In early 2021, the Cuyahoga County Economic Development and Planning Committee enthusiastically approved a loan of $ 1,000,000. The project is also trying to use other funding tools to make the project work.

Residential space would be reserved for the second, third, fourth and fifth floors while the ground floor would be transformed into offices and residential amenities.

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Cleveland Memory Project

A 1939 photo shows the exterior of the Warner Swasey building.

The focus for this space is on training services for community members seeking employment or for the elderly.

Chester 75: 1914 East 75TH Street

The one-story building currently at the corner of Chester Avenue and East 75th Street is slated to give way to Chester 75. This project will put townhouses along Chester Avenue with apartments along East 75th Street.

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City architecture

Chester 75 will bring residential units to Chester Avenue while giving them a view of downtown Cleveland.

This is one of the first new residential projects to appear right next to the new Dave’s supermarket on East 61st Street which opened in early 2019.

Allen-Sullivan House Location: 7218, avenue Euclid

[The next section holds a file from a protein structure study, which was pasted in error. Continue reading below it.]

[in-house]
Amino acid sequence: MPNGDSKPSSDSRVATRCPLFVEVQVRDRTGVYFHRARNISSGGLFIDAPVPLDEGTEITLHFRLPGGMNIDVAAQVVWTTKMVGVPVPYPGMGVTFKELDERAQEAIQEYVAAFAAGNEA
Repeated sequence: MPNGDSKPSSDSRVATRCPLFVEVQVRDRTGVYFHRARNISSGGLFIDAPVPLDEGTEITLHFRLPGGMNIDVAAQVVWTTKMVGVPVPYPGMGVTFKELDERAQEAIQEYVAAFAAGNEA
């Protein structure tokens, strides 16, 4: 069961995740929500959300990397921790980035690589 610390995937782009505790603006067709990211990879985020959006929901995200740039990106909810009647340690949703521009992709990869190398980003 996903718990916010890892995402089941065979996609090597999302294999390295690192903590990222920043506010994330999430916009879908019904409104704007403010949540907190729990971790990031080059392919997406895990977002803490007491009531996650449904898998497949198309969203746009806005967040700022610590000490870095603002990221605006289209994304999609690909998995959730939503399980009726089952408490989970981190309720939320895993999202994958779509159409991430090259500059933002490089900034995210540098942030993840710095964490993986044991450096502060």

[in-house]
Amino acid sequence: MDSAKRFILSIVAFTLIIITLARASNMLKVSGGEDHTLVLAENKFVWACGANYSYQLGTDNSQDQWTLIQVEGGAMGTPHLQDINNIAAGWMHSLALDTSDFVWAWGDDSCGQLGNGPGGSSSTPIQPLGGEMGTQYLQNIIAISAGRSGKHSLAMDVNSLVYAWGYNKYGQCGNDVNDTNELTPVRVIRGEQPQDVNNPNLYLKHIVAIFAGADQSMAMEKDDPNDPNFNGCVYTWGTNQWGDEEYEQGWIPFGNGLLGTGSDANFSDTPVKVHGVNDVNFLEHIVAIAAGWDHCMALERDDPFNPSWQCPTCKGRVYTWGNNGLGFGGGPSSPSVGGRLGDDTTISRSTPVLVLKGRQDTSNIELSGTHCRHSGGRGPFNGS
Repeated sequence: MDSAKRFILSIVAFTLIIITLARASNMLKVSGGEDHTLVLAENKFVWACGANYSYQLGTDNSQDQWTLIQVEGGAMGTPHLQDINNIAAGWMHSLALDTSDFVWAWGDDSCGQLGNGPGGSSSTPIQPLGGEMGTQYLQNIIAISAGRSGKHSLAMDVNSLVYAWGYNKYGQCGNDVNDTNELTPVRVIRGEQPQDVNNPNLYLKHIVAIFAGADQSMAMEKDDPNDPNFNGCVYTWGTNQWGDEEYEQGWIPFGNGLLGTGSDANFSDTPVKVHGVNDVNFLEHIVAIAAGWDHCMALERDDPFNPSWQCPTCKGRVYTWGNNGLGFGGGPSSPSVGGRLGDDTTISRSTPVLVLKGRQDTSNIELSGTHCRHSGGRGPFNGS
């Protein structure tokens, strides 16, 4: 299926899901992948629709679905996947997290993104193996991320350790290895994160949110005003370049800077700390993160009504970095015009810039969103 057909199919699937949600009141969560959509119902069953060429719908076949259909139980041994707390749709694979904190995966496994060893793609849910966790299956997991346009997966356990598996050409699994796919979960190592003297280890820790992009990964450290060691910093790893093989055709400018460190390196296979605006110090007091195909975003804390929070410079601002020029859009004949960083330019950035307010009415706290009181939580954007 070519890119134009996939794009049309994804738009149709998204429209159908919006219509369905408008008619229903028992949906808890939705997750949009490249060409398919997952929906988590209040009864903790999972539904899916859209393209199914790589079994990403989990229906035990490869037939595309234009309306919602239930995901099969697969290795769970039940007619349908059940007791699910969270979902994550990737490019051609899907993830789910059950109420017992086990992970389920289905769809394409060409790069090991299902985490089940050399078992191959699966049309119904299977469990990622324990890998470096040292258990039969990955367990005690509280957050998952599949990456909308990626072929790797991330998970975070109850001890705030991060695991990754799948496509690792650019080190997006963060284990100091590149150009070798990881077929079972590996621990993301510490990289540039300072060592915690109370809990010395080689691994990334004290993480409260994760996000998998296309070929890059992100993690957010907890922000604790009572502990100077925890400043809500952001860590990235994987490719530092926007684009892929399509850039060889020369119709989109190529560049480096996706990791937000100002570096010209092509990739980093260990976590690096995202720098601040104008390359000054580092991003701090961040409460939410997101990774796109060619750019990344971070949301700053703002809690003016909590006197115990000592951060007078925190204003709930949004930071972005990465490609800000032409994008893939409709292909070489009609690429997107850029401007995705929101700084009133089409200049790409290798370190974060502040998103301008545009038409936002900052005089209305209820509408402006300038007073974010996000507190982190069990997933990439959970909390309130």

The former location of the Allen-Sullivan House on Euclid Avenue will soon become a three-building apartment complex on Euclid Avenue with common areas and shops along the historic Boulevard. The three-storey buildings will be single storey offering two bedrooms, one bedroom, a studio and micro-units.

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Carlo Maggiaro

Demolition is underway at the Allen-Sullivan House in Cleveland.

The house was originally owned by Richard Allen and was one of a number of other grand mansions that dotted Euclid Avenue. The 1898 Cleveland City Atlas shows that the Allens were neighbors with at least the Haserot and Hanna families.

Midtown Apartments: 3101 Euclid Avenue

Much closer to downtown Cleveland, Midtown Apartments are already open and have residents living right next to News 5 Cleveland.

“Our neighborhood has been a staging post for many years,” said Joyce Huang, vice president of community development for MidTown Cleveland.

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Kevin barry

The new sign above the entrance to the Midtown Apartments is on Euclid Avenue.

She says the apartments at 3101 Euclid will give residents a place to live and not just pass through. It is the first of many projects that will increase population density near downtown, but more than a few blocks from the public square.

The amenities haven’t quite arrived yet, but the hope is that 2,700 and 17,000 square feet of retail space on the ground floor of Midtown apartments could be a start. The owners of the building say they’re open to any type of business, but admit it would be a solid place for coffee that doesn’t yet exist in MidTown.

Have you ever noticed something interesting in Northeast Ohio and wondered, “Hey… what’s going on over there? “

U.S. too. We love to know more about what shapes the world around us – the buildings, the spaces and the ways we move between them.

Next time you have questions about a building, project, or land, email me at [email protected] and I will investigate the matter for a possible story.